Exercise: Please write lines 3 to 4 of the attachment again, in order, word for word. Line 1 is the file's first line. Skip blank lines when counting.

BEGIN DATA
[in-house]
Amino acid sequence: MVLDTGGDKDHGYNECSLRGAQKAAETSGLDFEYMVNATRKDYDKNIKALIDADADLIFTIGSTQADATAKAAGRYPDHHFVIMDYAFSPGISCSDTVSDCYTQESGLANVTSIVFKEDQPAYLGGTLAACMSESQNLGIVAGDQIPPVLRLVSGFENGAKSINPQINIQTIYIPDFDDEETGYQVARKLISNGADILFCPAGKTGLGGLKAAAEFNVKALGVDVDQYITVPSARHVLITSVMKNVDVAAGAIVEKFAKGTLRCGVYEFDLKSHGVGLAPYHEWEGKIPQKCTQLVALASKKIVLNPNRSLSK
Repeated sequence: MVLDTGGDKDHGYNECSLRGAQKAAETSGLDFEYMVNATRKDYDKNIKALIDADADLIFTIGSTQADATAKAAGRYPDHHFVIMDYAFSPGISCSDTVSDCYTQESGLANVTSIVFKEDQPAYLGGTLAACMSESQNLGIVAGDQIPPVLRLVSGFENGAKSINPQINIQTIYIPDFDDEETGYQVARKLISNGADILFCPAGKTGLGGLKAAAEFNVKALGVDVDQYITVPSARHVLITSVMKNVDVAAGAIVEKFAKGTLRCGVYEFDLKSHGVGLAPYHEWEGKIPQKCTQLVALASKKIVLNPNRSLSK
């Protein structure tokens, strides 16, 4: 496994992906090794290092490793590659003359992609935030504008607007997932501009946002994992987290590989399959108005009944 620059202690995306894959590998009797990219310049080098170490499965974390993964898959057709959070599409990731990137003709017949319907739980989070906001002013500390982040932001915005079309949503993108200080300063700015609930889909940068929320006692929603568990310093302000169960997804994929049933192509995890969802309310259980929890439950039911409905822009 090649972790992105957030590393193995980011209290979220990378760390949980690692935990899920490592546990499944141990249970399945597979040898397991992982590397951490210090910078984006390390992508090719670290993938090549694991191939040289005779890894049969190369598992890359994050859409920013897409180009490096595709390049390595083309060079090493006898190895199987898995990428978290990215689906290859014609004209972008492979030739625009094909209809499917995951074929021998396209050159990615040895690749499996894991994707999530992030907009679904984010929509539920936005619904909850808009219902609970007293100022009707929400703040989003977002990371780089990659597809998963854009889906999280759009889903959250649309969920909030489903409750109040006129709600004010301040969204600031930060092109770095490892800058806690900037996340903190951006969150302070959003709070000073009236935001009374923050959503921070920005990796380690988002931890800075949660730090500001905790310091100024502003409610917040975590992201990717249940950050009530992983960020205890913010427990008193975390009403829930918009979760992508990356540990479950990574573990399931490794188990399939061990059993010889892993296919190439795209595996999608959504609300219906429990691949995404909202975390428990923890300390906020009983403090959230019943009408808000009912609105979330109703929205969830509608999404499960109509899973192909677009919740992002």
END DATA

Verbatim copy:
Repeated sequence: MVLDTGGDKDHGYNECSLRGAQKAAETSGLDFEYMVNATRKDYDKNIKALIDADADLIFTIGSTQADATAKAAGRYPDHHFVIMDYAFSPGISCSDTVSDCYTQESGLANVTSIVFKEDQPAYLGGTLAACMSESQNLGIVAGDQIPPVLRLVSGFENGAKSINPQINIQTIYIPDFDDEETGYQVARKLISNGADILFCPAGKTGLGGLKAAAEFNVKALGVDVDQYITVPSARHVLITSVMKNVDVAAGAIVEKFAKGTLRCGVYEFDLKSHGVGLAPYHEWEGKIPQKCTQLVALASKKIVLNPNRSLSK
């Protein structure tokens, strides 16, 4: 496994992906090794290092490793590659003359992609935030504008607007997932501009946002994992987290590989399959108005009944 620059202690995306894959590998009797990219310049080098170490499965974390993964898959057709959070599409990731990137003709017949319907739980989070906001002013500390982040932001915005079309949503993108200080300063700015609930889909940068929320006692929603568990310093302000169960997804994929049933192509995890969802309310259980929890439950039911409905822009 090649972790992105957030590393193995980011209290979220990378760390949980690692935990899920490592546990499944141990249970399945597979040898397991992982590397951490210090910078984006390390992508090719670290993938090549694991191939040289005779890894049969190369598992890359994050859409920013897409180009490096595709390049390595083309060079090493006898190895199987898995990428978290990215689906290859014609004209972008492979030739625009094909209809499917995951074929021998396209050159990615040895690749499996894991994707999530992030907009679904984010929509539920936005619904909850808009219902609970007293100022009707929400703040989003977002990371780089990659597809998963854009889906999280759009889903959250649309969920909030489903409750109040006129709600004010301040969204600031930060092109770095490892800058806690900037996340903190951006969150302070959003709070000073009236935001009374923050959503921070920005990796380690988002931890800075949660730090500001905790310091100024502003409610917040975590992201990717249940950050009530992983960020205890913010427990008193975390009403829930918009979760992508990356540990479950990574573990399931490794188990399939061990059993010889892993296919190439795209595996999608959504609300219906429990691949995404909202975390428990923890300390906020009983403090959230019943009408808000009912609105979330109703929205969830509608999404499960109509899973192909677009919740992002």